This guest post is brought to you by travel blogger Stacey Ebert of The Gift of Travel.
South Africa’s Kruger national Park and Tanzania’s Serengeti jumped off the pages of all our books while we were ‘travel’ dreaming of Africa. I had already dreamt of ‘moving it’ with Madagascar’s lemurs and dipping my toes in the Indian Ocean off of Zanzibar’s beaches, but what we found surprised the both of us.
As part of an around the world honeymoon, my husband and I spent five weeks in Africa (and have since returned to visit Kenya & Tanzania). We journeyed to Egypt, South Africa, Namibia, Botswana, Zambia, & Zimbabwe. Each having a culture and beauty all its own, the most astounding and memorable was Namibia. Filled with some of the kindest people, beautiful landscapes, endless sand and incredible wildlife, it didn’t take us long to fall in love with this country.
We could return countless times to Namibia and continue to be amazed. Spending time in the presence of the red-painted Himba tribe, the indigenous San people and the locals who treasure their serenity and lifestyle-we were moved by each story. Genuine spirits, kind hearts and tradition are coupled with ever changing wildlife, national parks, and a colorful landscape of endless sand, sea and surf.
Today, when others ask where we’d most likely return to in Africa, we choose Namibia. The scenery is constantly changing with each kilometer more engaging than the next. Time stands still and spirits soar while each experience is memorable. If you get the chance to visit Namibia, take it. Your journey will be filled and your heart warmed.
Here are just a few of our most unforgettable memories that we share when asked, “What should I do when I visit Namibia?”
Fish River Canyon: Venture into the Vista
The second largest canyon in the world (1st being Arizona’s Grand Canyon and 3rd South Africa’s Blyde River Canyon) is a sight to behold. Colors of tans, beiges and yellows fill the contoured edges with darker ones below. Lean at your own risk as there are no railings around the entire rim of the canyon. Pepper trees, which look like pointed cacti, are found near the edge amidst loose rocks and endless pebbles. There are three rivers that run inside the canyon and the picturesque landscape is incredible. Since tours into the canyon take approximately five days, our voyage took us on a hike around part of the rim. Each step led to a new vista, different perspectives and yielded beautiful photos.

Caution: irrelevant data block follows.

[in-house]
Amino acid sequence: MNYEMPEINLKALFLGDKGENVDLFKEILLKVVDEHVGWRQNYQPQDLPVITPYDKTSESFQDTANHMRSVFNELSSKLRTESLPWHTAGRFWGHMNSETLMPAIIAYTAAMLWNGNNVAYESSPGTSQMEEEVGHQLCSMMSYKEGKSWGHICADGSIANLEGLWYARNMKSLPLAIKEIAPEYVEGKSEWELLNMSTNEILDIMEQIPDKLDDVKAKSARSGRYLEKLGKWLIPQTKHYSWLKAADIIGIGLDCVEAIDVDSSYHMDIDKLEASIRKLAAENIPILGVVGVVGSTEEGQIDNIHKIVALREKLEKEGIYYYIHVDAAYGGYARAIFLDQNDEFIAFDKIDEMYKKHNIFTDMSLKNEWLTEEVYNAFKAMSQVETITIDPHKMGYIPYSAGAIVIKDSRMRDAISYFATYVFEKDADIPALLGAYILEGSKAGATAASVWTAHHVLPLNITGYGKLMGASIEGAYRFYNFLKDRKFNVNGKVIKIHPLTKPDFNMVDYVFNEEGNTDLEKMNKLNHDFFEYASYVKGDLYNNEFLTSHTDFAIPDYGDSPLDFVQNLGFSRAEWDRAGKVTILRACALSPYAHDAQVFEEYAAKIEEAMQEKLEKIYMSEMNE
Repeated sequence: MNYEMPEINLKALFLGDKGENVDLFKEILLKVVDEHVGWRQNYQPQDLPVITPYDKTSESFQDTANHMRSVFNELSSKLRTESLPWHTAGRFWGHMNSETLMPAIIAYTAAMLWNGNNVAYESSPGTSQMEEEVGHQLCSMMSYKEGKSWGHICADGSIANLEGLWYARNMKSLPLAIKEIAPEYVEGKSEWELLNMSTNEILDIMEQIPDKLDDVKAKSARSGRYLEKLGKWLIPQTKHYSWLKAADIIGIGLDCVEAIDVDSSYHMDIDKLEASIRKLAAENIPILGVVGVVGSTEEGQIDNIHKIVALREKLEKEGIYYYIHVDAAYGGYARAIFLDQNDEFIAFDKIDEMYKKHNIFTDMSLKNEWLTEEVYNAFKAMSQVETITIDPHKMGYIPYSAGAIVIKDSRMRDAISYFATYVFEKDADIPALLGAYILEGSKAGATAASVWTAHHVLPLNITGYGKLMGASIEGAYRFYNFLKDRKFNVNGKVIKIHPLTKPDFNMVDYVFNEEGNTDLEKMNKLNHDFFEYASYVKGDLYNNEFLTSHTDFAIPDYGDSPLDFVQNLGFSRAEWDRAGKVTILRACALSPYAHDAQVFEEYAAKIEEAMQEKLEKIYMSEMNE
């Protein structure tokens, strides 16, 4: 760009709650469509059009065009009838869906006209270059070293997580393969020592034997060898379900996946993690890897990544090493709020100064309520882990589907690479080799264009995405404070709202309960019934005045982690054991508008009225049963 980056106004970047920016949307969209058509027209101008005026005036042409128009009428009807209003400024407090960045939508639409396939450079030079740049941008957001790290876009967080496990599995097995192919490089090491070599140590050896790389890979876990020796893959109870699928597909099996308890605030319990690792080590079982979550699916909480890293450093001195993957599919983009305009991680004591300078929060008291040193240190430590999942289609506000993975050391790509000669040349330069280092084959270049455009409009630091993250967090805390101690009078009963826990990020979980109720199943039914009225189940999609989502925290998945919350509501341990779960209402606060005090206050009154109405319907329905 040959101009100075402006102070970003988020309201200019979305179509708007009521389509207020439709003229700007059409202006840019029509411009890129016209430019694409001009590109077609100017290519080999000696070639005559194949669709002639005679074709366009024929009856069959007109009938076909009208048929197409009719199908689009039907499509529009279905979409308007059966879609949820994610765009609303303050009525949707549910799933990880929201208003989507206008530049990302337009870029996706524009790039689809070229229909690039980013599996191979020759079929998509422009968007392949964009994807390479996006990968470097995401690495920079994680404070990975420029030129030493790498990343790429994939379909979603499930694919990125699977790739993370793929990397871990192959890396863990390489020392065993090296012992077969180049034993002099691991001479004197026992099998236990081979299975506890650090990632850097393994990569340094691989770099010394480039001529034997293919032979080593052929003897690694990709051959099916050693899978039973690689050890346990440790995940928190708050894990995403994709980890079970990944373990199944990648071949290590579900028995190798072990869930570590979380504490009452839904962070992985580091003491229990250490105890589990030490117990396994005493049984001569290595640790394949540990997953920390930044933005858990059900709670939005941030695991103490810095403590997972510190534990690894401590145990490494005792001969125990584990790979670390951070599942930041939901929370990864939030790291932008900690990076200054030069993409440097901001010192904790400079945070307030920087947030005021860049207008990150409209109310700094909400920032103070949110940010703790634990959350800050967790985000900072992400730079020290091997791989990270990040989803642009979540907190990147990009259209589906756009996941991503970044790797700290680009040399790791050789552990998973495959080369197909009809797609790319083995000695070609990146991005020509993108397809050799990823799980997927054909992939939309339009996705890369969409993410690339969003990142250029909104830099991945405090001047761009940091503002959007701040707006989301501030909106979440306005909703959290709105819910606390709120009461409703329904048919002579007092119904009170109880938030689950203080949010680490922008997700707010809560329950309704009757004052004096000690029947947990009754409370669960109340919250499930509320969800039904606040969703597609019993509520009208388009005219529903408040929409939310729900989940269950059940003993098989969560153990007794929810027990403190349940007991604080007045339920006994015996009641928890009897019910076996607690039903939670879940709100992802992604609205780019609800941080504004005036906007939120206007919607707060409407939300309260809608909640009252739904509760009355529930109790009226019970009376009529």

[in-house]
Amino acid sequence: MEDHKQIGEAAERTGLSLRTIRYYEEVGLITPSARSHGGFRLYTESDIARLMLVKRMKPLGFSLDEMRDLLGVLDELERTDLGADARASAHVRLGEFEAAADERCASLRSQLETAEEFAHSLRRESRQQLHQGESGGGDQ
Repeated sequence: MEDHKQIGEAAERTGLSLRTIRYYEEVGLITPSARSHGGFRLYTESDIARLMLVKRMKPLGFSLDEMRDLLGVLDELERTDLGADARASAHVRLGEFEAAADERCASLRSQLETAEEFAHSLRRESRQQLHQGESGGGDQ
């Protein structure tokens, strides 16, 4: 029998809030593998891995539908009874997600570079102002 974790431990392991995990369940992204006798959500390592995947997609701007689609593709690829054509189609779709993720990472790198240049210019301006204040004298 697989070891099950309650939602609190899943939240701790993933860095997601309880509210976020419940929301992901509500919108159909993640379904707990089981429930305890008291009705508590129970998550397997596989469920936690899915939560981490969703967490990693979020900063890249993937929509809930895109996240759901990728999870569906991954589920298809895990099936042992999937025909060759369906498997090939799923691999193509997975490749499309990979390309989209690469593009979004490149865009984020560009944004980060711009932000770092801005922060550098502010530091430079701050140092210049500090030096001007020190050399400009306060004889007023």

If road tripping: (**Road Tripping Tip: Always be sure to carry extra water, flash lights (torches), snacks and clothing-depending on season; you never know when you’ll have car trouble and how long it will take someone to get to you**)
A quick stop at Café Van Der Lee in Solitaire will find Moose McGregor. Long before the famed mention in Ewan McGregor’s Long Way Down, Scotsman, Moose McGregor has been a fixture to locals and travelers around the world. Known for the best apple strudel around, Moose himself chats, poses for photographs and assures you that no one does strudel like he does.
Swakopmund: Providing Perspective at all Points
If you’re looking for a seaside resort town in Namibia, this is where you’ll find it. With the large scale flamingo population lounging in Walvis Bay, Swakopmund has sandy beaches, restaurants that overlook the sea and heaps of extreme activities often visited by Angelina Jolie and her brood. By all means, come for some excitement and a dip in the sea if you want to relax. However, there’s a completely contradictory side to Swakopmund available to those who seek it. A Township Tour will take you through sights that are the antithesis of wealth, freedom and ease. A township (an area set up for the Namibian black population during South African Apartheid rule) still exists today. ‘Houses’ made out of container siding, cardboard and leaves line the streets adjacent to others that have roofs, walls and indoor heating and plumbing.